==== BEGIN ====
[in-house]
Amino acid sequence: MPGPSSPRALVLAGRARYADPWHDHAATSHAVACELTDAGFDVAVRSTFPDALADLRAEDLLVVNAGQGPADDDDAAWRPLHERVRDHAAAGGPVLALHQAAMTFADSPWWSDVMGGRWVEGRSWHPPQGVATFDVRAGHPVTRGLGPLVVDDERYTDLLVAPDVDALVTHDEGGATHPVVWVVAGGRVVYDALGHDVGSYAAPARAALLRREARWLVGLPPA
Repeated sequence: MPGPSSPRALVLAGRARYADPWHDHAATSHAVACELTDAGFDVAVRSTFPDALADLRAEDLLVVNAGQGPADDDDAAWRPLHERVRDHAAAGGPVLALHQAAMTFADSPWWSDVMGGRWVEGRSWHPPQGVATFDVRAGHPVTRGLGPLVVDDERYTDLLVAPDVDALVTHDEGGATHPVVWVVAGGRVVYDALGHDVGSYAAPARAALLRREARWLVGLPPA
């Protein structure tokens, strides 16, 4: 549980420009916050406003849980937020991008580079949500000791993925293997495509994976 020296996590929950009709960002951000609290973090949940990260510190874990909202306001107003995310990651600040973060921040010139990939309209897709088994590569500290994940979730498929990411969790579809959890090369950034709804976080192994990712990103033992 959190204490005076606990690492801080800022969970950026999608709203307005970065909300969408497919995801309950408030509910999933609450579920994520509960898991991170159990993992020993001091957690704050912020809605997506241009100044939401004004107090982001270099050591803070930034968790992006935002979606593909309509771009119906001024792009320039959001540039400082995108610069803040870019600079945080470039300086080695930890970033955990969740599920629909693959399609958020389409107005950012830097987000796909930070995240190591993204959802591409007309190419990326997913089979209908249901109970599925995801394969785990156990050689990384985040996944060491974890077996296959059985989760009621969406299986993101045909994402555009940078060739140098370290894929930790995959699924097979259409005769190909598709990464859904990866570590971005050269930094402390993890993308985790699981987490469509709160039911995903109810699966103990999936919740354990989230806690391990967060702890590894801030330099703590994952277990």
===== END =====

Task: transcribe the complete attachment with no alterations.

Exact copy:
[in-house]
Amino acid sequence: MPGPSSPRALVLAGRARYADPWHDHAATSHAVACELTDAGFDVAVRSTFPDALADLRAEDLLVVNAGQGPADDDDAAWRPLHERVRDHAAAGGPVLALHQAAMTFADSPWWSDVMGGRWVEGRSWHPPQGVATFDVRAGHPVTRGLGPLVVDDERYTDLLVAPDVDALVTHDEGGATHPVVWVVAGGRVVYDALGHDVGSYAAPARAALLRREARWLVGLPPA
Repeated sequence: MPGPSSPRALVLAGRARYADPWHDHAATSHAVACELTDAGFDVAVRSTFPDALADLRAEDLLVVNAGQGPADDDDAAWRPLHERVRDHAAAGGPVLALHQAAMTFADSPWWSDVMGGRWVEGRSWHPPQGVATFDVRAGHPVTRGLGPLVVDDERYTDLLVAPDVDALVTHDEGGATHPVVWVVAGGRVVYDALGHDVGSYAAPARAALLRREARWLVGLPPA
């Protein structure tokens, strides 16, 4: 549980420009916050406003849980937020991008580079949500000791993925293997495509994976 020296996590929950009709960002951000609290973090949940990260510190874990909202306001107003995310990651600040973060921040010139990939309209897709088994590569500290994940979730498929990411969790579809959890090369950034709804976080192994990712990103033992 959190204490005076606990690492801080800022969970950026999608709203307005970065909300969408497919995801309950408030509910999933609450579920994520509960898991991170159990993992020993001091957690704050912020809605997506241009100044939401004004107090982001270099050591803070930034968790992006935002979606593909309509771009119906001024792009320039959001540039400082995108610069803040870019600079945080470039300086080695930890970033955990969740599920629909693959399609958020389409107005950012830097987000796909930070995240190591993204959802591409007309190419990326997913089979209908249901109970599925995801394969785990156990050689990384985040996944060491974890077996296959059985989760009621969406299986993101045909994402555009940078060739140098370290894929930790995959699924097979259409005769190909598709990464859904990866570590971005050269930094402390993890993308985790699981987490469509709160039911995903109810699966103990999936919740354990989230806690391990967060702890590894801030330099703590994952277990």